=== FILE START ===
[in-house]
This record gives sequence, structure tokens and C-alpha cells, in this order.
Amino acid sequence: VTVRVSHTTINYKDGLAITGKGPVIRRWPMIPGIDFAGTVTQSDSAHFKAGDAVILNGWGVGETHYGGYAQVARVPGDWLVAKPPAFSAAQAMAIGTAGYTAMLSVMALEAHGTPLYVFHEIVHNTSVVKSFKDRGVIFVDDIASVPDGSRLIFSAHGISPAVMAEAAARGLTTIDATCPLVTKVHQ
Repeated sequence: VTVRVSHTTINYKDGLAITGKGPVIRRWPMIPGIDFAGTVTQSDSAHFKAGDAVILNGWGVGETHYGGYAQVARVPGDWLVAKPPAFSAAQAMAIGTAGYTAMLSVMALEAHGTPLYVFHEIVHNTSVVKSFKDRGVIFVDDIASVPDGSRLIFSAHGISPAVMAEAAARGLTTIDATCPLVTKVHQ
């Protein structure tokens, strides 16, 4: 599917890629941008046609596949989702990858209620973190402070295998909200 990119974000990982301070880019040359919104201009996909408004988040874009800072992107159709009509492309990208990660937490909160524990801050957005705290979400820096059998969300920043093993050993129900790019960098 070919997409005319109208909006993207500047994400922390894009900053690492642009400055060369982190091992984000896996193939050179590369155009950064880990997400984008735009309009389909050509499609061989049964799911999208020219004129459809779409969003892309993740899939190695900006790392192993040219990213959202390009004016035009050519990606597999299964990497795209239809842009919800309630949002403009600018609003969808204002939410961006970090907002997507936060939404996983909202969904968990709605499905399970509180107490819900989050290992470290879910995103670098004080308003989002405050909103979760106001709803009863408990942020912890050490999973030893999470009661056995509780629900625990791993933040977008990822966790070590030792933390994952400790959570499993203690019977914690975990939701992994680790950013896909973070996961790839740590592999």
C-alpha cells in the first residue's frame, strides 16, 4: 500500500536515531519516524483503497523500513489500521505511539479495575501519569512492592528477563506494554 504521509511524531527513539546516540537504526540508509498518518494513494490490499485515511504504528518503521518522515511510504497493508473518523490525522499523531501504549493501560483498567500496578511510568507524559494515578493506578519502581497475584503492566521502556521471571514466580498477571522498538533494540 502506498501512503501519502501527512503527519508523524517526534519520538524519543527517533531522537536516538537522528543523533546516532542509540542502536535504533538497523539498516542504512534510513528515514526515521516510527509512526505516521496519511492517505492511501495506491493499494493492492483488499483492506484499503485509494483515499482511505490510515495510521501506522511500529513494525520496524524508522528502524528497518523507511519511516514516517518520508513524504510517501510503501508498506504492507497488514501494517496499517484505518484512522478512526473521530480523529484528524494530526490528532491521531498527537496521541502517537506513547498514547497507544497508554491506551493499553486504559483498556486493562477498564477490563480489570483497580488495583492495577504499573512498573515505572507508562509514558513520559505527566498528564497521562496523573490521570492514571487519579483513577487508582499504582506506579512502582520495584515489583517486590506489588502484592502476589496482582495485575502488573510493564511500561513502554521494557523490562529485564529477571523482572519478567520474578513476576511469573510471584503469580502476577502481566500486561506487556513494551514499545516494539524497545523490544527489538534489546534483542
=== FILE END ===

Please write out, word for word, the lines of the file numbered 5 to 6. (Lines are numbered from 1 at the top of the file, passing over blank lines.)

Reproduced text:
């Protein structure tokens, strides 16, 4: 599917890629941008046609596949989702990858209620973190402070295998909200 990119974000990982301070880019040359919104201009996909408004988040874009800072992107159709009509492309990208990660937490909160524990801050957005705290979400820096059998969300920043093993050993129900790019960098 070919997409005319109208909006993207500047994400922390894009900053690492642009400055060369982190091992984000896996193939050179590369155009950064880990997400984008735009309009389909050509499609061989049964799911999208020219004129459809779409969003892309993740899939190695900006790392192993040219990213959202390009004016035009050519990606597999299964990497795209239809842009919800309630949002403009600018609003969808204002939410961006970090907002997507936060939404996983909202969904968990709605499905399970509180107490819900989050290992470290879910995103670098004080308003989002405050909103979760106001709803009863408990942020912890050490999973030893999470009661056995509780629900625990791993933040977008990822966790070590030792933390994952400790959570499993203690019977914690975990939701992994680790950013896909973070996961790839740590592999």
C-alpha cells in the first residue's frame, strides 16, 4: 500500500536515531519516524483503497523500513489500521505511539479495575501519569512492592528477563506494554 504521509511524531527513539546516540537504526540508509498518518494513494490490499485515511504504528518503521518522515511510504497493508473518523490525522499523531501504549493501560483498567500496578511510568507524559494515578493506578519502581497475584503492566521502556521471571514466580498477571522498538533494540 502506498501512503501519502501527512503527519508523524517526534519520538524519543527517533531522537536516538537522528543523533546516532542509540542502536535504533538497523539498516542504512534510513528515514526515521516510527509512526505516521496519511492517505492511501495506491493499494493492492483488499483492506484499503485509494483515499482511505490510515495510521501506522511500529513494525520496524524508522528502524528497518523507511519511516514516517518520508513524504510517501510503501508498506504492507497488514501494517496499517484505518484512522478512526473521530480523529484528524494530526490528532491521531498527537496521541502517537506513547498514547497507544497508554491506551493499553486504559483498556486493562477498564477490563480489570483497580488495583492495577504499573512498573515505572507508562509514558513520559505527566498528564497521562496523573490521570492514571487519579483513577487508582499504582506506579512502582520495584515489583517486590506489588502484592502476589496482582495485575502488573510493564511500561513502554521494557523490562529485564529477571523482572519478567520474578513476576511469573510471584503469580502476577502481566500486561506487556513494551514499545516494539524497545523490544527489538534489546534483542